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The Comprehensive Development Master Plan (CDMP) is the guiding document of planning in Miami-Dade County. It sets the regulations governing land development and is the DNA of our urban plan (both within and outside of the UDB). Fixing this document is one of the most important ways that we can realize serious changes in our unsustainable pattern of development. This from the Miami-Dade Planning and Zoning Department:

Every 7 years, the Comprehensive Development Master Plan (CDMP) is reviewed and updated as required per Chapter 163 of the Florida Statutes.  The EAR evaluates the progress in implementing the goals, objectives, policies, maps and text of the CDMP and recommends changes through EAR-based plan amendments, which are to be prepared and adopted within 18 months of a sufficiency review conducted by the Florida Department of Community Affairs.

Microsoft Word - Flyer-Public Participation.doc

Because the CDMP governs what can be built outside the UDB, it is imperative that the regulations governing residential development outside the line be changed. Currently the plan allows for 1 unit per 5 acres, leading to large ranch estate subdivisions. Amending the CDMP is the front line of the UDB battle. Everyone interested in holding the line should make their opinion heard at the Town Hall meetings.

I had to post the complete text of this great editorial by DDA Urban Planning Manager Javier Betancourt:

Last month’s court ruling halting the planned development of a Lowes superstore outside Miami-Dade County’s Urban Development Boundary was an important victory in the ongoing battle against westward sprawl in our community. But the more pressing issue going forward is whether residential development outside the boundary should proceed.

The answer to this question is a resounding “No.”

Now that new commercial development on the fringe of the Everglades has been rejected, urban planners along with developers and business and civic leaders should turn their attention to the chief challenge facing Miami-Dade: how to create a sustainable community without expanding our geographic footprint.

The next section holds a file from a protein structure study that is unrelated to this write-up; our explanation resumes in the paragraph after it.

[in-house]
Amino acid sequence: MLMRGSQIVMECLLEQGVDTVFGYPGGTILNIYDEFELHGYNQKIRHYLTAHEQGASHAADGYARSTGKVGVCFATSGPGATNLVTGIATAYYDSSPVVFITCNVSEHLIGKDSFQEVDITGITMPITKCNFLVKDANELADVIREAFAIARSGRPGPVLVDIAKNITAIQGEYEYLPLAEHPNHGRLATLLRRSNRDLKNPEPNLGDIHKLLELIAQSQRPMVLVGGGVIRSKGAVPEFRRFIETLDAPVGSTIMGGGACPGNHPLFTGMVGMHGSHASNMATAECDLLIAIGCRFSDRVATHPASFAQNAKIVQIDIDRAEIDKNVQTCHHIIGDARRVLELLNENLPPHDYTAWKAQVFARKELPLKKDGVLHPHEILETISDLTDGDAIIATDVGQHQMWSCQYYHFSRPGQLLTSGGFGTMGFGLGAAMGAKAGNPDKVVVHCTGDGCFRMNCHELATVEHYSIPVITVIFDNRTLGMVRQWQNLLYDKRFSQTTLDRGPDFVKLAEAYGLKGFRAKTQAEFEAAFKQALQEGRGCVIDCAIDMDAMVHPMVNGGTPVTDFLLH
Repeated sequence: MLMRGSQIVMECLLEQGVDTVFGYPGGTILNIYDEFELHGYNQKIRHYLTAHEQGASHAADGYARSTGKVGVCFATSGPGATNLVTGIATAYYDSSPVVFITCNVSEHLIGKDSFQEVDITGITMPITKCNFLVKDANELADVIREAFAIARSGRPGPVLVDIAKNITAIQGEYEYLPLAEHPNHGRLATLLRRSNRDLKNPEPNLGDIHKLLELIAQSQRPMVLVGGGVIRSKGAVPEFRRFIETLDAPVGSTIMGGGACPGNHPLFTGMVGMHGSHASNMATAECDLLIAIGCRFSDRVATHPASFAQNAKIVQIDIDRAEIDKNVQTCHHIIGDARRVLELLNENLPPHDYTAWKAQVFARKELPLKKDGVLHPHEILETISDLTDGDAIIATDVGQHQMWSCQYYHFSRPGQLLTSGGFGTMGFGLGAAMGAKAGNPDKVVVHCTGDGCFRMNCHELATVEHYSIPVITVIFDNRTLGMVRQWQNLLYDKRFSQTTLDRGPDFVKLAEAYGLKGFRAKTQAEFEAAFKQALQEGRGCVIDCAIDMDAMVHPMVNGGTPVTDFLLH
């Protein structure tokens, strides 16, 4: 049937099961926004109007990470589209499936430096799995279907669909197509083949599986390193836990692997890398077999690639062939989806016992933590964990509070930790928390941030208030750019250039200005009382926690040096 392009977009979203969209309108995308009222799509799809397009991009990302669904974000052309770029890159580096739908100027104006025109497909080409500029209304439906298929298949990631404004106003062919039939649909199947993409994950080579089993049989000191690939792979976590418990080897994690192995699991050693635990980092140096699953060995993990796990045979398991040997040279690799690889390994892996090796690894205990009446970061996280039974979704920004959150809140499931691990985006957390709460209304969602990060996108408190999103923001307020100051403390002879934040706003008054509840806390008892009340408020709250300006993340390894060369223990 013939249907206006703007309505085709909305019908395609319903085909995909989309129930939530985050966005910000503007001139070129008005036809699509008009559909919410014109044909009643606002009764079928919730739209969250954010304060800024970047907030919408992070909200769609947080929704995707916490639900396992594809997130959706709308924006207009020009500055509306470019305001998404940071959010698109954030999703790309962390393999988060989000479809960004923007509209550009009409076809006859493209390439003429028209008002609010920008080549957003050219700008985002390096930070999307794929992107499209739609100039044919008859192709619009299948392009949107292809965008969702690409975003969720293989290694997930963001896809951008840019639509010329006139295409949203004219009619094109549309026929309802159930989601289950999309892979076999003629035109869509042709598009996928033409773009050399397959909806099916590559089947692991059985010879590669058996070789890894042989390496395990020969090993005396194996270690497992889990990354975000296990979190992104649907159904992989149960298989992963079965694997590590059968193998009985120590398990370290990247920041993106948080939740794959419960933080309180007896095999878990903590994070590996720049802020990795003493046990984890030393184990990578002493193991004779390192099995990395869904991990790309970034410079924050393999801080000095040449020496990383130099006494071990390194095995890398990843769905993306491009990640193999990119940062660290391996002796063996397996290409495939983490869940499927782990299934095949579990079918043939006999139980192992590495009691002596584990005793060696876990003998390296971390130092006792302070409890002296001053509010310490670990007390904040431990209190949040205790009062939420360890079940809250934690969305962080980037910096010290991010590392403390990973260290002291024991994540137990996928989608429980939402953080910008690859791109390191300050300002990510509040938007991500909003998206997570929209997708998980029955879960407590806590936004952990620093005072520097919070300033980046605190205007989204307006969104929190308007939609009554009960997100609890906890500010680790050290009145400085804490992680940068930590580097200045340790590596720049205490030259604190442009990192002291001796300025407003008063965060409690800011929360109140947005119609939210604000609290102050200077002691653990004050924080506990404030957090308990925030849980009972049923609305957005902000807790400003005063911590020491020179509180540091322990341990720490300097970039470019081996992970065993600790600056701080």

By focusing our collective efforts on revitalizing and expanding existing communities through infill development, we will make better use of our land supply, reduce congestion and preserve our region’s valuable natural resources. At the same time, we will realize a number of economic and urban planning benefits, including better connectivity between businesses and the labor force, more efficient use of our existing infrastructure and across-the-board increases in property values.

Miami was planned and developed after the advent of the automobile, so sprawl became a way of life in South Florida. Only now we are witnessing a reversal of this trend, as residents and businesses inject new life into urban centers that were long overlooked.

Some of the most desirable neighborhoods in Miami-Dade County — Downtown Miami, Coral Gables, South Miami, Miami Lakes and Downtown Dadeland, to name a few — have been home to condensed growth that combines residential, commercial and retail development. Each of these communities offers opportunities for continued investment, and each is taking shape within the confines of the UDB.

Nowhere have the benefits of infill development been more evident than in Downtown Miami, home to our state’s largest employment center, an existing public transit system and commercial base, and a population that has grown by more than 50 percent since 2000.

The mixed-use development that has taken shape in our urban core has accelerated Downtown Miami’s evolution as a vibrant, pedestrian-friendly district. New businesses are opening, people are moving in, cultural and entertainment institutions are thriving, and street activity is picking up after hours. These trends speak to a growing demand for the convenience and lifestyle offered by urban communities and to a dramatic shift away from sprawl.

The court’s decision in May supported the need for sustainable growth. Now the business and civic communities need to act by advocating against expanding the UDB and evaluating how to maximize our investments in the emerging urban centers within the boundary.

PS. This was posted in the business section.

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Miami transit/livable city advocates may be interested in attending The Miami-Dade Urban Environment League’s  “Hold the Line” (as in Urban Growth Boundary line) picnic Sunday at Crandon Park.

image001142383

In yet another instance of wasted transit surtax dollars, the CITT voted yesterday to acquire land directly adjacent to the UDB in order to turn SW 157 avenue into a high-speed four lane urban highway. Too bad, this just gives opponents of the surtax more fuel to send it back to voters. Several more votes will be required to allocate funds for the construction of the road, so there is still time to contact your commissioner and let them know that the surtax should not be used on roadway expansion.